Most people think of an investor presentation as 20 discrete slides and concentrate on making each slide individually outstanding. In reality, slides are given in groups and should be written and delivered that way. The groupings are:
- The market opportunity
- Products & services
- Go-to-market strategy
- Operations & Management
- Financials and Uses of Funds
Not surprisingly, this slide structure mirrors the table of contents in most investor-grade business plans. Now let’s review the specific contents:
Introduction (3 to 4 slides)
These slides provide the grounding for the rest of your presentation and provide the basis for the content of the investor meeting. The typical slide titles and contents are:
- What You Do – Start your presentation with a simple statement – or statement and picture – of what you do. Too many times, entrepreneurs will be working through their presentation and, at about page 12, an investor will ask, “What is it you do again?”
- Key Facts – provides the basic facts on your company – when you were founded, where your headquarters is, who your key customers are, and possibly a small financial snapshot.
- Investor Highlights – outline the themes for the rest of the presentation. The most effective themes are almost always some combination of:
Protectable defensible business model and IP
Strong market traction, including these great customers
Super management team
Aggressive, achievable financial plan – maybe including rapid, current growth or great profitability depending on the state of your business
You have to prove out these highlights in the rest of your presentation, so don’t highlight any area where you weak or are going to ignore in the next 19 slides.
- Why We Win – simply explains why you’re going to win in the market. Sometimes this slide goes later in the deck when you discuss your competition. You’ll then decide where to put this slide.
Note that, if your company is very young, investors put a much higher weight on the quality of management - sometimes as much as 50 percent of the total evaluation. Therefore, very young companies should move the management slide to the beginning of the presentation - just after the Investment Highlights.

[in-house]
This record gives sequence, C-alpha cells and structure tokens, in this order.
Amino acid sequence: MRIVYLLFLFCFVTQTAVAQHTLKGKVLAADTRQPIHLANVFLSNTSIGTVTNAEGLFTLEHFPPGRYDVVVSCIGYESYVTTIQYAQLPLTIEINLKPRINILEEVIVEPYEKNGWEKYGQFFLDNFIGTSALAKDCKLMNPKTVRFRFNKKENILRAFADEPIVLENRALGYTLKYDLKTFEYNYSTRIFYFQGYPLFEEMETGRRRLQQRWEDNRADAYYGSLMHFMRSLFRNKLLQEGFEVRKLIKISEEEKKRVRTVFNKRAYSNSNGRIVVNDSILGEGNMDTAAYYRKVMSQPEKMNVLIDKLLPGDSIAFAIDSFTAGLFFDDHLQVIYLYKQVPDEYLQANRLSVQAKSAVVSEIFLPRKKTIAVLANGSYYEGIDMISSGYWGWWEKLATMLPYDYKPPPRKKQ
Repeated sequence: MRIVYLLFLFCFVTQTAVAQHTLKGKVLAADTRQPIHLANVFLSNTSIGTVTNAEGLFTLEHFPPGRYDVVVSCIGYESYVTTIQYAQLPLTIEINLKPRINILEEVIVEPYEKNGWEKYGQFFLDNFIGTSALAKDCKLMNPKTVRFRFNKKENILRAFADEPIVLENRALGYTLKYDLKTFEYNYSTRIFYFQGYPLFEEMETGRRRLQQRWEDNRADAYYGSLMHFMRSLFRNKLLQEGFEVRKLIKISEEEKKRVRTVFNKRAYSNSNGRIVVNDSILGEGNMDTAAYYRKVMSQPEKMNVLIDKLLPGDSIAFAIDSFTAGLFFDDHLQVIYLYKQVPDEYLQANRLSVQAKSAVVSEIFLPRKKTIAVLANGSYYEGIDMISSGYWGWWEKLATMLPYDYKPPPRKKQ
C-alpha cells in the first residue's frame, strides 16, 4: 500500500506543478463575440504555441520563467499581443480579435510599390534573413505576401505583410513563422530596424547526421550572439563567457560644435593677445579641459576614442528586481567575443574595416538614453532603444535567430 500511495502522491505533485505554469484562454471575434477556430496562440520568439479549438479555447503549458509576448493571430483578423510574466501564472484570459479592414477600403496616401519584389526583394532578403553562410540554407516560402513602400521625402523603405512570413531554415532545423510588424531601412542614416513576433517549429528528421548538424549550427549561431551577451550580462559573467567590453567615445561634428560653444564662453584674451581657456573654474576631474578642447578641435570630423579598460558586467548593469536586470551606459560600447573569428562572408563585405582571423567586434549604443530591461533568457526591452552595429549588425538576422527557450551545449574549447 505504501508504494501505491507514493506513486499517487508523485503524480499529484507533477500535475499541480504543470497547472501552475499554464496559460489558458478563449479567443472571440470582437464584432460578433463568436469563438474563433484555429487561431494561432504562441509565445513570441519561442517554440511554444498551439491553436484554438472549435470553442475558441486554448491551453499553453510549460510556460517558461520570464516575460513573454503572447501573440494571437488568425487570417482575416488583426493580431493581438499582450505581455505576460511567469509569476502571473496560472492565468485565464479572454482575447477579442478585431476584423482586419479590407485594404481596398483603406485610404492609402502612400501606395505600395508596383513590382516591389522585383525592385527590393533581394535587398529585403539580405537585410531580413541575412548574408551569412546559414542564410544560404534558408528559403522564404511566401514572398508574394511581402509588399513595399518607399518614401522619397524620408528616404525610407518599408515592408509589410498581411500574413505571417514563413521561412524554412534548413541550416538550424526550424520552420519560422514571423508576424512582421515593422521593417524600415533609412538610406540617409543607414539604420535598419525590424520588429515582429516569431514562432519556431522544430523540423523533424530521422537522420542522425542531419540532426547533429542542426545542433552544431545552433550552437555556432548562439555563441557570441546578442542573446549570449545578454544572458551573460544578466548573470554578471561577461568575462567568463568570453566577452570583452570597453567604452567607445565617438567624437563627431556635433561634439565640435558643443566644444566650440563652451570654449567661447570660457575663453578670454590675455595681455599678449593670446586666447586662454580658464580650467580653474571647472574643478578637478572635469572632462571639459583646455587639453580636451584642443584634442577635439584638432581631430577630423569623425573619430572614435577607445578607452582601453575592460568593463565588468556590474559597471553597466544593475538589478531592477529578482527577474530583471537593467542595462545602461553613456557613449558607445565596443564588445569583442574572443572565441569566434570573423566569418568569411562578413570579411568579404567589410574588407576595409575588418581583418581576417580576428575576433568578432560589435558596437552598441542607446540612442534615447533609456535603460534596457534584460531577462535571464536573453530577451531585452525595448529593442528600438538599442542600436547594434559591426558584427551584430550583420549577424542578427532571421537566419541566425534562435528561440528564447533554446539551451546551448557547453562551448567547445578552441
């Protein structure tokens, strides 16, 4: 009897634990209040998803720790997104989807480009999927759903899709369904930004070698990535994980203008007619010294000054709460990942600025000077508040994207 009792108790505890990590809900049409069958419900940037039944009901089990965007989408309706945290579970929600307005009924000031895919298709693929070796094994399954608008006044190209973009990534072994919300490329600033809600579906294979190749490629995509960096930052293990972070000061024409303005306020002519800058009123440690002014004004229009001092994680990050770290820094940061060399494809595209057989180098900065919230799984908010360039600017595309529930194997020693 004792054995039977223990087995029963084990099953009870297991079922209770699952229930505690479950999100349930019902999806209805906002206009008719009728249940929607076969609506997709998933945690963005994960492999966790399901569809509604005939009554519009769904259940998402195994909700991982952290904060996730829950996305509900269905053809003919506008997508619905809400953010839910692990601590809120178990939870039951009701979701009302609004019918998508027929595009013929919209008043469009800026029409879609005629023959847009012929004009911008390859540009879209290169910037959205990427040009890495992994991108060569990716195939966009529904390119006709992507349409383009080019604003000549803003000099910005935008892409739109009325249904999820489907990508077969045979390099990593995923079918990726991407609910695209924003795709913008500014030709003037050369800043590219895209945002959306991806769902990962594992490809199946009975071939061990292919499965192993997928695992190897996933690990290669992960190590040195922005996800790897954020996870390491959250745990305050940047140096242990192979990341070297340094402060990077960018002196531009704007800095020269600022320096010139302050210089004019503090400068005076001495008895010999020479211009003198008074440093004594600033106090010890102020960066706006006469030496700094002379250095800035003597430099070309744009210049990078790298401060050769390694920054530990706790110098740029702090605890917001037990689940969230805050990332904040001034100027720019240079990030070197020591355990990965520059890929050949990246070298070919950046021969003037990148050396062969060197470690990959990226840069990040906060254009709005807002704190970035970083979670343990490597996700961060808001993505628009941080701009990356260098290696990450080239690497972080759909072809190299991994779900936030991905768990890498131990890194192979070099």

The Market Opportunity (2 to 4 slides)
The market gets the meeting. If an investor thinks you are operating in a big, untapped market, then he’ll take the meeting. If your company will drive big changes in an existing market, that’s good, too. This section of the presentation should cover the following topics:
- Market Landscape – explains market conditions today – highlighting existing problems in the market, such as lack of integration between products or huge and unnecessary spending by customers.
- Target Markets – describes the areas of the market where your company is or will concentrate its efforts. Sometimes, an area includes companies of a particular size (small businesses); other times, it’s a vertical market or particular demographic. Investors want you to prove that you know your target customer.
- Market Size and Drivers – discusses the size of your market and why customers will buy your products. This slide is easy to write if research fimr, such as Gartner or IDC, tracks your market. Frequently, however, no credible third-party analysis exists. Then it’s about creating your own defensible forecast and set of market drivers. Investors won’t completely believe your rosy, self-generated forecast. Instead, you win points for the logic and thoroughness of your market analysis.